Almost 2000 educators attended the 2021 NCSBN NCLEX Conference on September 30. In the session “Applications to Educational Settings” Janet Monagle and Lisa Gonzalez presented results of their study.
Quick FYI: Lisa is the author of the just published article in the Journal of Nursing Education (2021) Developing Students’ Clinical Reasoning Skills: A Faculty Guide, an article I highly recommend!
They reviewed the literature to uncover what is known about teaching strategies that teach clinical reasoning skills to develop students’ clinical judgment. Their review found that only 27% of nursing programs use clinical judgment models and 51% plan to integrate a model into their curriculum.
Why are clinical judgment models important to teach clinical judgment?
- Provide implementation strategies to TEACH clinical judgment
- Facilitate clinical teaching of clinical judgment
- Programs report Improved clinical reasoning skills after implementing
- Provide a common language for students and faculty, like nursing process
Which models are commonly used?
There is one clinical judgment model that all nursing programs use that was not mentioned; the nursing process! Remember that the nursing process is ONE of many ways that a nurse used to make clinical judgments and can be considered a fundamental framework to build upon.
There are several frameworks that programs are using including Tanner’s Clinical Judgment Model (CJM), clinical reasoning cycle, outcome/present state, and the NCSBN Clinical Judgment Action Model.
The most commonly used theoretical framework by far was Tanner’s CJM. Strengths of Tanner’s framework include that it is both a practice-based and research-based model of clinical judgment that has been found to be reliable and valid.
To learn more about Tanner’s CJM, read her original article that started it all: Thinking Like a Nurse: A Research-Based Model of Clinical Judgment.
Understanding Tanner’s Clinical Judgment Model
For those that are not familiar with Tanner’s CJM, here is a quick summary. There are four sequential clinical reasoning processes that Tanner’s model identified:
- Noticing. What do you notice that is relevant?
- Interpreting. What does the clinical data that you noticed mean?
- Responding. How will you respond based on your interpretation of relevant clinical data?
- Reflecting. What is your evaluation of how the patient responded? Was it expected or not?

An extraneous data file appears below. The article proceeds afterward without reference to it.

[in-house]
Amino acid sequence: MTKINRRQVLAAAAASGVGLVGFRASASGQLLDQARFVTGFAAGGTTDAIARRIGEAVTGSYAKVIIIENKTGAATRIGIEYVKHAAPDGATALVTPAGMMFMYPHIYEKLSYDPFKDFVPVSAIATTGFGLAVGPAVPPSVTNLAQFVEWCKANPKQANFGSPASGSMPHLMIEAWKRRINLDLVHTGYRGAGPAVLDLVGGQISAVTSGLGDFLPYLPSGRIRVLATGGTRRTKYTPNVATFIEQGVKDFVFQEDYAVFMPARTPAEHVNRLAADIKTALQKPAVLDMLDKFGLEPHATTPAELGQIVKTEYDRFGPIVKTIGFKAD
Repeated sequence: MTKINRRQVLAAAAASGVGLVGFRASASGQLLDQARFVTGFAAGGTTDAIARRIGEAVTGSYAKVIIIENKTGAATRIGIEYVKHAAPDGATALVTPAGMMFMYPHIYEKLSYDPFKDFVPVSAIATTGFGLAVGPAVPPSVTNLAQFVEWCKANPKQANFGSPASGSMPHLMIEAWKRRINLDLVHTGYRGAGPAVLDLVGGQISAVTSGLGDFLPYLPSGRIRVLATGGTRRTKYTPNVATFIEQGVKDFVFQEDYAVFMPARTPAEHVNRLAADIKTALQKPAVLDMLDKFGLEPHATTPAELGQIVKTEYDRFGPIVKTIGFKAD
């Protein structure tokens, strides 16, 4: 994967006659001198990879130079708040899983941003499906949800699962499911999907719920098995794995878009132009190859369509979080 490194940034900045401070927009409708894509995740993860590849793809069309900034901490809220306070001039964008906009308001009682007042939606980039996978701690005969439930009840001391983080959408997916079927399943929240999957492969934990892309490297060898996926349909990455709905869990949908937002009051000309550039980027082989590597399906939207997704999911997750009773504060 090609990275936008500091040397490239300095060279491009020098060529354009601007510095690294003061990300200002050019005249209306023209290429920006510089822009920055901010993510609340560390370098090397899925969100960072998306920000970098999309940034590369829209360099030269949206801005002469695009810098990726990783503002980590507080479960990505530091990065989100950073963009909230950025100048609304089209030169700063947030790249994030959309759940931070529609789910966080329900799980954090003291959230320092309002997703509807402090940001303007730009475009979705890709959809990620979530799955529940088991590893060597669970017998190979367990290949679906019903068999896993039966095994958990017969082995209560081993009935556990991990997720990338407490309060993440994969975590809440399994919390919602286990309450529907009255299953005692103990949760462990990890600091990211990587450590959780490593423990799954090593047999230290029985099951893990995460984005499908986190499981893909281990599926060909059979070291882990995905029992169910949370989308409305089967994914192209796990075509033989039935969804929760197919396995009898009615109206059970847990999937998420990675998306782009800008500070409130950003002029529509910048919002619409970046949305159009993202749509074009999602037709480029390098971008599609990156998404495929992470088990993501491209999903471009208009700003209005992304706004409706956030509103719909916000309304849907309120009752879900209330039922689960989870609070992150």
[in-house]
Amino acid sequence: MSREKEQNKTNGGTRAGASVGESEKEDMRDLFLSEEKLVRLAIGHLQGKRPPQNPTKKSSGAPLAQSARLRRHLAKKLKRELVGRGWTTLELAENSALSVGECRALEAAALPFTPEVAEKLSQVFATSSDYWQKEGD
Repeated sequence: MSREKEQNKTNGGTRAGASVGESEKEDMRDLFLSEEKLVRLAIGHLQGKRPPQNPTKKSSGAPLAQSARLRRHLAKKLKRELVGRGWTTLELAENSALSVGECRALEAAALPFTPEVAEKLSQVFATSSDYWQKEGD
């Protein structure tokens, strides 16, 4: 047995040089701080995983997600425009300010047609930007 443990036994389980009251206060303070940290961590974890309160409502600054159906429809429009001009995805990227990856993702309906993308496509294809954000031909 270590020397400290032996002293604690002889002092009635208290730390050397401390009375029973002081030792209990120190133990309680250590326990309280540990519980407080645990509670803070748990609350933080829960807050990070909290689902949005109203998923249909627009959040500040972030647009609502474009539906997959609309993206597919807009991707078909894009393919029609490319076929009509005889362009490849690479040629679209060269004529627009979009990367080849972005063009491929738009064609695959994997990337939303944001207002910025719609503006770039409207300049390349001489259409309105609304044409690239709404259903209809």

Takeaways to Develop Clinical Judgment
Janet Monagle and Lisa Gonzalez recommend TEACHING clinical judgment using Tanner’s Clinical Judgment Model, a theoretical Clinical Judgment framework.
“Tanner’s clinical judgment model should be something that the students are aware of very early in their education. The measurement model can be for just educators.” — Janet Monagle
- Tanner’s model is already the most popular model and is widely adopted by programs.
- It aligns with Lasater Clinical Judgment Rubric (LCJR) used to evaluate simulation that identifies additional clinical reasoning skills.
- Use Tanner’s model early in the program and use it with STUDENTS to develop a COMMON language of clinical reasoning skills — noticing, interpreting, responding, and reflecting.
- The NCSBN model is an assessment and measurement model that aligns with Tanner’s CJM but should be used in TESTING AND EVALUATION but NOT to teach students clinical reasoning skills.
To successfully teach students clinical reasoning skills, use the common language that Tanner’s CJM provides to develop the following clinical reasoning competencies or skills into your students!
- Systematically review the medical record using report sheet to organize patient care
- Identify the essence of your patient’s story
- Focused patient and environmental assessment
- Determine MEANING…clinical significance of data
- TREND clinical data
- PATTERN recognition
- Acceptable ambiguity. What is normal for this patient? When are you concerned?
- PRIORITY setting…nursing priority/priority intervention/priority order
- Identify possible problems
- Determine which problem is most likely
Reflecting Skills (Evaluation)
- PATIENT reflection
- Response to plan of care/expected-not expected
- NURSE reflection on practice
- Identify errors of clinical judgment
- Apply learning to future patients
Though there is some confusion regarding what clinical judgment model ought to be taught to develop clinical judgment in students, use the nursing process and Tanner’s CJM to TEACH clinical judgment as a curricular model that is informed by both research and practice.
Use the NCSBN CJAM to TEST students as you write evaluation questions based on the six steps they represent because it is a TEST/EVALUATION model. This is why it was developed for the NextGen NCLEX to better evaluate clinical judgment in students. Using each clinical judgment model in its appropriate place will better prepare your students for practice and licensure!
Watch the video to learn more: